NZ: Avocado growers seek consistency in production for export potential

New Zealand's avocado industry is looking to get its house in order to capitalise on what it sees as massive export opportunity in Asia, but the pressure is on to beat South American producers.

New Zealand exports close to US$40 million (NZ$48.4m) worth of avocados a year, a level that could grow by US$9m over the next five years if it irons out its production issues, according to a report published by the Coriolis research group late last year.

Head of the New Zealand Avocado Jen Scoular said the main issue was irregular bearing, with orchards producing well one year and then poorly the next.

"Without consistent volumes, it's hard for export markets to develop," she said. "You don't want to develop good relationships in the market and apologise the next year."

She believed the export opportunity was even greater than that stated in the Coriolis report, with the fruit increasingly popular among consumers in Asia. Korea, Malaysia, and China were seen as the "next big markets".

China was the jewel in the crown, with demand outstripping very limited domestic supply. New Zealand does not currently export avocados to China, but NZA is in the process of negotiating an export permit.

But time on the clock is ticking.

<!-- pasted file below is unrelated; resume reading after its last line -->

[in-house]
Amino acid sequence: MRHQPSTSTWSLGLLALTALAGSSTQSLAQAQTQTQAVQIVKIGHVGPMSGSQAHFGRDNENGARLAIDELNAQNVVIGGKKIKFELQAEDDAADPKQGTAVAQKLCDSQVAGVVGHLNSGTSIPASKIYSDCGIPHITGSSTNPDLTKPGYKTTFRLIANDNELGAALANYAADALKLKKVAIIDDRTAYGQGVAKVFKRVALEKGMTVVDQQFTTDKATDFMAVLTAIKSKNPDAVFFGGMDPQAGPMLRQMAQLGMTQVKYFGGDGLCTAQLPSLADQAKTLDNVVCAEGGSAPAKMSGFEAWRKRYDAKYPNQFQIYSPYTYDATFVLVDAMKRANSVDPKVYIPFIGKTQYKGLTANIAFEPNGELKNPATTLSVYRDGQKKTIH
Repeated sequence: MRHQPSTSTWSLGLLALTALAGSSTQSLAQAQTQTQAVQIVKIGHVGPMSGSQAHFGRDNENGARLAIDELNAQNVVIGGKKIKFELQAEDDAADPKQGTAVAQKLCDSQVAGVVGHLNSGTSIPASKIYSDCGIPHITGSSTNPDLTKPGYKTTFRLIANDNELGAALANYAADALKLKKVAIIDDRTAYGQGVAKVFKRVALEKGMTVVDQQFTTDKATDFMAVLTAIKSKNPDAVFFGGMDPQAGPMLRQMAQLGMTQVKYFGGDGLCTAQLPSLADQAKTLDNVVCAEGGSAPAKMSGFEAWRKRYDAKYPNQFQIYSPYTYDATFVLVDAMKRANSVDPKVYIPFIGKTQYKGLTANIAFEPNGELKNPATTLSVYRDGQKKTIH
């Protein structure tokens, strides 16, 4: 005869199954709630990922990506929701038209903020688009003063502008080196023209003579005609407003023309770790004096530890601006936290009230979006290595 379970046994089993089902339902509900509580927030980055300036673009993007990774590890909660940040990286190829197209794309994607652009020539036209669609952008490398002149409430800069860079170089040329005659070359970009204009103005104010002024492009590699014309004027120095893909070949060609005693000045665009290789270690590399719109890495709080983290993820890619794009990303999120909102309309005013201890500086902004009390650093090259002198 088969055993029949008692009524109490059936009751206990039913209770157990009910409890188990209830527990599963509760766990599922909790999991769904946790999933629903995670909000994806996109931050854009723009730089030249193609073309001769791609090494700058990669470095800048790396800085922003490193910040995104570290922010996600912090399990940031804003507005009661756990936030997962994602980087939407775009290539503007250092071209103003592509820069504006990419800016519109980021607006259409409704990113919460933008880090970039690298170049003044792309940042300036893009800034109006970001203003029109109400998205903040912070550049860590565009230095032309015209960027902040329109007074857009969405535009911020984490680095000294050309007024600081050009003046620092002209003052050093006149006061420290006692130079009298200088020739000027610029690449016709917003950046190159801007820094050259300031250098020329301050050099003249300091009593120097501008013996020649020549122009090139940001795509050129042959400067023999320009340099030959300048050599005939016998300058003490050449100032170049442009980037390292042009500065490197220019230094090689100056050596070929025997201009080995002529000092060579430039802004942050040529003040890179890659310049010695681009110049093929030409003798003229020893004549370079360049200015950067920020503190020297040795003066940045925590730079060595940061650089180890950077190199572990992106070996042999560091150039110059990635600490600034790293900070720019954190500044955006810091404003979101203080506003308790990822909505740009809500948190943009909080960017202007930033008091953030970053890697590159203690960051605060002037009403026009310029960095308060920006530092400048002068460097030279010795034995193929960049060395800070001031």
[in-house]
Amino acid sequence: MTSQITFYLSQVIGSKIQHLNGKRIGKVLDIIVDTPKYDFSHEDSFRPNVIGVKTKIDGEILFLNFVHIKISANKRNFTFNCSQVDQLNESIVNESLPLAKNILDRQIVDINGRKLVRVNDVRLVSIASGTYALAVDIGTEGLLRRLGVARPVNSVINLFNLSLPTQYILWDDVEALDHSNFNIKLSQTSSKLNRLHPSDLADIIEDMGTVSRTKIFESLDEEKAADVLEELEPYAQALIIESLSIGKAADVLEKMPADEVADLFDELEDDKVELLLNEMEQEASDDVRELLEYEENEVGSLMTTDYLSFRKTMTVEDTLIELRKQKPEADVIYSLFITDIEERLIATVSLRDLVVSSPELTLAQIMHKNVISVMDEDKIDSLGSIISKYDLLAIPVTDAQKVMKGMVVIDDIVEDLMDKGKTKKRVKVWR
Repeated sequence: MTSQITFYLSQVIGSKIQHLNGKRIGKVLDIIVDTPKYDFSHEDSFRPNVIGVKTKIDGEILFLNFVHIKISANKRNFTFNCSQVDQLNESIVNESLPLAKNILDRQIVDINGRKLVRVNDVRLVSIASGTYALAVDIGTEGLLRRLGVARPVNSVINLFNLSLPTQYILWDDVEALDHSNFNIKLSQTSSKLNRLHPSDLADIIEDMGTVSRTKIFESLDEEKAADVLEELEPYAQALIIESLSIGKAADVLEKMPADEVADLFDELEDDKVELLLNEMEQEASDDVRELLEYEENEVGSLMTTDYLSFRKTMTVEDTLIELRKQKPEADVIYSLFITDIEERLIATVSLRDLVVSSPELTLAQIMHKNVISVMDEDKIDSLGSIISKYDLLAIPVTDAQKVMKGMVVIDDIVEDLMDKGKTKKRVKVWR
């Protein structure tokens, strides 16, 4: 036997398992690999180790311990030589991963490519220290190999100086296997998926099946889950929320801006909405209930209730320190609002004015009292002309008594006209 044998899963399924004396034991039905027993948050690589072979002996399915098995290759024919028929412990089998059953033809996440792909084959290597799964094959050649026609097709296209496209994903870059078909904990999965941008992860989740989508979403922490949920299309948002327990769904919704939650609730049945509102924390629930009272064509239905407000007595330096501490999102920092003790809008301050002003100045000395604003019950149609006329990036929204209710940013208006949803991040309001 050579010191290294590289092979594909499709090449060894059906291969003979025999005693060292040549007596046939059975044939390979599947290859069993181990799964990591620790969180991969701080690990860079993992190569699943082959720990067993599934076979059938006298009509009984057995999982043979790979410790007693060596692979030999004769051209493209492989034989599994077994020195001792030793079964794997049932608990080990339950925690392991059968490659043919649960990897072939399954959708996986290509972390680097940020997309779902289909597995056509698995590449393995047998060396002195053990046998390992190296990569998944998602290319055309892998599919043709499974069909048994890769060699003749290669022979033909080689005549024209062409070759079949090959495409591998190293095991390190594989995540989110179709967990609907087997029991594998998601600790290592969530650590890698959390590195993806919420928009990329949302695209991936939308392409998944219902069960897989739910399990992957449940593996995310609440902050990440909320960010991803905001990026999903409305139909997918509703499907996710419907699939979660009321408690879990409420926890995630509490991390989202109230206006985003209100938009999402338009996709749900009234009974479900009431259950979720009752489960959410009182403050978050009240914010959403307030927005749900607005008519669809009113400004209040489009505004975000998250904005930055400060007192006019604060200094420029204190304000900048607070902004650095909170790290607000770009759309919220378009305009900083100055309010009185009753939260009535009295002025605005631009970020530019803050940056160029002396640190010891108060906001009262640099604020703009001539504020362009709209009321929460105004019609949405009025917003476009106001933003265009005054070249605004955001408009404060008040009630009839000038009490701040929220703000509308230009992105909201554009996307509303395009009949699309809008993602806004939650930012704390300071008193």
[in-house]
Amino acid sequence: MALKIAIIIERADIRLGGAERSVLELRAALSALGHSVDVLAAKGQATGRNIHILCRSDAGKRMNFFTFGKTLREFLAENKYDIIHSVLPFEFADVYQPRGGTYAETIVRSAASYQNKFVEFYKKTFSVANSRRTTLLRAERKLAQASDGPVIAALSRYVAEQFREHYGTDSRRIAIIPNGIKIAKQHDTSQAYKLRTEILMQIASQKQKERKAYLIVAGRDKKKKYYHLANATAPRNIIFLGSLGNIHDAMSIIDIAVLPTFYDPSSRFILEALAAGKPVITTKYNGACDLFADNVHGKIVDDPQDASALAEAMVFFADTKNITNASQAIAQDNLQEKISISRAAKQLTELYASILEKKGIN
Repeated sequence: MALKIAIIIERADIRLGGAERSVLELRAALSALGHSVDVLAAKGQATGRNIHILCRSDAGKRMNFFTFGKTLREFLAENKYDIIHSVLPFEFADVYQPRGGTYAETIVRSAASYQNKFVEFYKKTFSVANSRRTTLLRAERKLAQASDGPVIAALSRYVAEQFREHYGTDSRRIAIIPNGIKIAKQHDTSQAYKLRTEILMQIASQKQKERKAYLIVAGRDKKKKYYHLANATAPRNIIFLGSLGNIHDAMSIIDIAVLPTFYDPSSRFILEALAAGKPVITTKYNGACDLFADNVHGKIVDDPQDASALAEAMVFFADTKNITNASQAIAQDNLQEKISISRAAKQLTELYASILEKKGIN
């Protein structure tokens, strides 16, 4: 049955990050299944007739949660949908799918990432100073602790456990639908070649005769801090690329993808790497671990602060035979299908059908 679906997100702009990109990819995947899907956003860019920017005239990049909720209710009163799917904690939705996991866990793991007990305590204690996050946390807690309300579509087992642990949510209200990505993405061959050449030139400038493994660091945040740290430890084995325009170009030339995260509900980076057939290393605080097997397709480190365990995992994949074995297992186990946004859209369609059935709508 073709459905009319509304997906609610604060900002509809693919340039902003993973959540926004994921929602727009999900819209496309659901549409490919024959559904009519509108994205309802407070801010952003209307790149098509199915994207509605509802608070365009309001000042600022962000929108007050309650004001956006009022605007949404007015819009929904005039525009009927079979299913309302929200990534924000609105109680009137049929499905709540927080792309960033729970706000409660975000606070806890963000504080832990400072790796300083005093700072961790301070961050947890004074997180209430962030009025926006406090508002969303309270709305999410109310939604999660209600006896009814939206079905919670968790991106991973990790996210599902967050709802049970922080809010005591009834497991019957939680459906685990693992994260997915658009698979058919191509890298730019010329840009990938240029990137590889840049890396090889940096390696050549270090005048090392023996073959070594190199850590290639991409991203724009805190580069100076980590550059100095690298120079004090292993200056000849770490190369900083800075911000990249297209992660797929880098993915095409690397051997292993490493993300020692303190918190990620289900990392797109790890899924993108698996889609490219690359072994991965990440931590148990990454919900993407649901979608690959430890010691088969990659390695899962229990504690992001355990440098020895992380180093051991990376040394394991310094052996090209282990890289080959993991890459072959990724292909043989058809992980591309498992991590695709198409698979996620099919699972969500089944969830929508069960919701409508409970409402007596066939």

Central and South American avocado producers' exports are 22 times bigger than that of New Zealand. Most Central and South American avocados are sold to the US market, where demand has expanded at a 10 per cent pace for the past 10 years.

That's expected to last another five years until supply outstrips demand, at which point the low-cost producers will start looking to target Asian markets.

Scoular said New Zealand-produced avocados had the advantage of New Zealand's clean-green brand in the market, but the supply issue remained the real constraint to trade.

So far the industry was looking to address this by reproducing orchard management practices of growers whose fruit bearings were more consistent, as well as looking at pollination techniques, such as replacing bees with bumblebees.

NZA has also applied for funding from the Ministry for Business Innovation and Employment under the Primary Growth Partnership scheme, and is working with Plant & Food New Zealand and the Ministry for Primary Industries on research.

Scoular said production could also potentially increase in future, as growers shift away from kiwifruit, which has been hit by the Psa disease. However, higher yields on the gold kiwifruit varietal was slowing the adoption.

Source: stuff.co.nz

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